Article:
Author(s): Wu Y, Chen L, Scott PG, Tredget EE
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Abstract Although chronic wounds are common, treatment for these disabling conditions remains limited and largely ineffective. In this study, we examined the benefit of bone marrow-derived mesenchymal stem cells (BM-MSCs) in wound healing. Using an excisional wound splinting model, we showed that injection around the wound and application to the wound bed of green fluorescence protein (GFP)(+) allogeneic BM-MSCs significantly enhanced wound healing in normal and diabetic mice compared with that of allogeneic neonatal dermal fibroblasts or vehicle control medium. Fluorescence-activated cell sorting analysis of cells derived from the wound for GFP-expressing BM-MSCs indicated engraftments of 27\% at 7 days, 7.6\% at 14 days, and 2.5\% at 28 days of total BM-MSCs administered. BM-MSC-treated wounds exhibited significantly accelerated wound closure, with increased re-epithelialization, cellularity, and angiogenesis. Notably, BM-MSCs, but not CD34(+) bone marrow cells in the wound, expressed the keratinocyte-specific protein keratin and formed glandular structures, suggesting a direct contribution of BM-MSCs to cutaneous regeneration. Moreover, BM-MSC-conditioned medium promoted endothelial cell tube formation. Real-time polymerase chain reaction and Western blot analysis revealed high levels of vascular endothelial growth factor and angiopoietin-1 in BM-MSCs and significantly greater amounts of the proteins in BM-MSC-treated wounds. Thus, our data suggest that BM-MSCs promote wound healing through differentiation and release of proangiogenic factors. Disclosure of potential conflicts of interest is found at the end of this article.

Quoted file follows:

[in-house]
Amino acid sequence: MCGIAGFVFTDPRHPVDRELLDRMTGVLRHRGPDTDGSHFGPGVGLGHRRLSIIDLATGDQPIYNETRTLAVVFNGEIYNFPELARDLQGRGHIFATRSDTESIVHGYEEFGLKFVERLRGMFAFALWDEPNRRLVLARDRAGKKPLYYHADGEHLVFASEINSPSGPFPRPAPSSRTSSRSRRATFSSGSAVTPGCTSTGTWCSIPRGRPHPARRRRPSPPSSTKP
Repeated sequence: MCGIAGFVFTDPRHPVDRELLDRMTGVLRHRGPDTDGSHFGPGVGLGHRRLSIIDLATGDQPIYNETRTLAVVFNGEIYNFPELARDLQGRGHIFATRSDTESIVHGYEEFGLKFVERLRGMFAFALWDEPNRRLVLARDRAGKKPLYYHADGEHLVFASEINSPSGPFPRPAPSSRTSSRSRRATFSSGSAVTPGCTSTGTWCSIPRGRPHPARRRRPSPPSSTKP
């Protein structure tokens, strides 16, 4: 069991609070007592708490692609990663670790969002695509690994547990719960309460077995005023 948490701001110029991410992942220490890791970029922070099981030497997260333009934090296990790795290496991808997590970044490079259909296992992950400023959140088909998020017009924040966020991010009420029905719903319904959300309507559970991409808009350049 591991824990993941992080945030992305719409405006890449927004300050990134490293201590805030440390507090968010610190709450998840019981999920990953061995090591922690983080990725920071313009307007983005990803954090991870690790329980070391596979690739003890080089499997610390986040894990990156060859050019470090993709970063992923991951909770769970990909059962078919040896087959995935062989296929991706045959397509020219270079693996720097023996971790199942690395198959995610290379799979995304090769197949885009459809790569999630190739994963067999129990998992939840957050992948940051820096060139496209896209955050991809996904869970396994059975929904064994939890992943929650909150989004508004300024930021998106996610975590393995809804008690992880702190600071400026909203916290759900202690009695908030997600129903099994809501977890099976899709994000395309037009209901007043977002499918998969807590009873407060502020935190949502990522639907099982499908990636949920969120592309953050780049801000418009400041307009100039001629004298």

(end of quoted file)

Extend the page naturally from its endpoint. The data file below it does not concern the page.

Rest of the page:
This article was published in Stem Cells
and referenced in Journal of Stem Cell Research & Therapy